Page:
Pakistan Yet to Start Its Journey from Livelihood to Entrepreneurial Culture

My dear Always-Quiet-Never-Commenting-But-Very-Loyal-Readers, I’ve started a new segment where I am going to have guest bloggers talk about entrepreneurship in Pakistan with a focus on – you guessed it right – women entrepreneurship. Below is the first blog in the series. Tell me what you think. Who would you like to see featured here? Leave a comment. Top 100 comments get a free iPod 3 – IN THEIR DREAMS! But still. Happy reading!


For many years there have been talks about developing women entrepreneurs in Pakistan. Donors such as USAID and others are spending money on women entrepreneurship development, I believe in millions of US dollars. The recent USAID program (which is almost rolled back) had a major component focusing on this subject. SMEDA started women incubation centers, and many NGOs are busy in running training programs for women entrepreneurs.

But why despite all these efforts, we do not see many women entrepreneurs in the country – why do people fail to understand that a shop owner is not an entrepreneur, she is only an owner manager? Having worked with women entrepreneurs and women chambers in Pakistan and in South Asia, I wonder what keeps Pakistani women away from making money by entering into entrepreneurial career.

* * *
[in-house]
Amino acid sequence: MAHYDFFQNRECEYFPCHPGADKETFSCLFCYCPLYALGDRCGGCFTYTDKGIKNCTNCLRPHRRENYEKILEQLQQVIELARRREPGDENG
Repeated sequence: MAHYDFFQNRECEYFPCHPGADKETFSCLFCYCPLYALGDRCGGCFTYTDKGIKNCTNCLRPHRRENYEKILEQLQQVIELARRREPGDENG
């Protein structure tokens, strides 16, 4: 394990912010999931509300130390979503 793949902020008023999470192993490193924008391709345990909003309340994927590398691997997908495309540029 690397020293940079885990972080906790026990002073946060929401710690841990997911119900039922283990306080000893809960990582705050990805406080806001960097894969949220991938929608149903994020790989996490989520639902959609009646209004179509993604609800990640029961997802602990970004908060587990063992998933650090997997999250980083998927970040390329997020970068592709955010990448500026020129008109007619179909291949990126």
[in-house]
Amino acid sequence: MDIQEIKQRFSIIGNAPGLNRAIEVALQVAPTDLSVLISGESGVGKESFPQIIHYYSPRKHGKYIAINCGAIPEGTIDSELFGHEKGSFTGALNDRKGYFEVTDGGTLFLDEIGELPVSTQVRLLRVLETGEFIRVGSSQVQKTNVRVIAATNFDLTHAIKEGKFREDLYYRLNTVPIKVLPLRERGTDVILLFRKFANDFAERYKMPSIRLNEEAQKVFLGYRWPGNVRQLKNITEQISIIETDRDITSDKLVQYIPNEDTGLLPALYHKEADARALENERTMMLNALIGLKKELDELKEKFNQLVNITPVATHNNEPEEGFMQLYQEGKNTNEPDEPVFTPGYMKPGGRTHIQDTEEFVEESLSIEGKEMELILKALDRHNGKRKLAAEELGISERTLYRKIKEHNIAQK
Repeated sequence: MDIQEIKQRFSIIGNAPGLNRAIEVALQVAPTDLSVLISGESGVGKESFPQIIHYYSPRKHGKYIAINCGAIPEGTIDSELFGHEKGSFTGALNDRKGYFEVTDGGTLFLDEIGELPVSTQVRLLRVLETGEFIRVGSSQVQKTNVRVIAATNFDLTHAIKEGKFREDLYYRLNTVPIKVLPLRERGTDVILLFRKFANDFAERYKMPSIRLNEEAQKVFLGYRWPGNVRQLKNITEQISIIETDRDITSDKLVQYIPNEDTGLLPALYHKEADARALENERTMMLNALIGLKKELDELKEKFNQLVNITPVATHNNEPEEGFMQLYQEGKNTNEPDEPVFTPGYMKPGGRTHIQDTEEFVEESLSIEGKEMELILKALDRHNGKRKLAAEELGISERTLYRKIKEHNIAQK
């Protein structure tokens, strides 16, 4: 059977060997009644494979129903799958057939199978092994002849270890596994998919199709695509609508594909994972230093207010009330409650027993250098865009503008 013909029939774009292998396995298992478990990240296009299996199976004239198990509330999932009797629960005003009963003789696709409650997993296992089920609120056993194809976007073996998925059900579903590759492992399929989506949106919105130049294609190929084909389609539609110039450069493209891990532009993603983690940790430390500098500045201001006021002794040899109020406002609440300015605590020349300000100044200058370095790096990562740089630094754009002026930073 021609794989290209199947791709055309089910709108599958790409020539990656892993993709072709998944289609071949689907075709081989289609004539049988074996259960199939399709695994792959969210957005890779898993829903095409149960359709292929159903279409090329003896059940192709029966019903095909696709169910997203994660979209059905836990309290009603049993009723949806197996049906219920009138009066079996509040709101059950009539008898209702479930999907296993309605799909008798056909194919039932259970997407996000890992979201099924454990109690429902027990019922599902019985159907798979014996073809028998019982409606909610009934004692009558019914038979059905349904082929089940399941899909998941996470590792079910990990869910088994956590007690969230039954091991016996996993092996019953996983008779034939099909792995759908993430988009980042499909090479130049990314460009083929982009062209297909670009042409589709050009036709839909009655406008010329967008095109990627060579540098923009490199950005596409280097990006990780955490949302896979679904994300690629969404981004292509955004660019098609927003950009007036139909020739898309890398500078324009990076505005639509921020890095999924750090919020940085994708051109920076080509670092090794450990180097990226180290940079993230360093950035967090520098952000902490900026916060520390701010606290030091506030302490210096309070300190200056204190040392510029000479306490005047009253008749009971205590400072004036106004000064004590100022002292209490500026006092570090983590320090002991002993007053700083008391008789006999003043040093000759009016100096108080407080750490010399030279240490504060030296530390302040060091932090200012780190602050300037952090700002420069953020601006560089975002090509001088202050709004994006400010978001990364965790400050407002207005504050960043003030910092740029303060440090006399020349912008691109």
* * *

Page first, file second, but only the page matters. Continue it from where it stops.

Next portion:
The country is considered as a male dominated society and being a male, generally I am not accepted as someone who would be professional enough to talk about women entrepreneurship development. In one of the major focus group meeting held in Islamabad last year, when I tried to help women participants from NGO groups to focus on policy issues and what enabling policies are needed in Pakistan for the development of women entrepreneurs – I was accused of being biased. I told them that enough of complaints! We can move in the right direction only if these groups stop complaining and start talking about policy reforms.

Astonishingly, they did not know that in Pakistan’s SME policy, there is no special provision for women! So shall they not be talking about including women in this policy? Alas, those who can do it do not understand it!

Now in my view, if we really want to move forward and encourage more women to contribute in the economy, the focus needs to be shifted from livelihood to working with progressive women. The concept is simple – It is easier to train educated individuals with a bit of experience then complete newbies. The current donor and NGO focus on livelihood will never create a culture for women entrepreneurship in Pakistan. Moreover this group is large and scattered, needs more efforts and yields feeble results.

How about working with girls studying in business schools, engineering colleges and universities? Are they not the right target group for creating the entrepreneurial culture?

Educated youth is technology savvy, they are better communicator, they can move in the society. Those who argue that women are a marginalized segment in Pakistan (and I do not disagree with them), the great news for them is that educated youth has almost overcome these issues, so let’s work with them!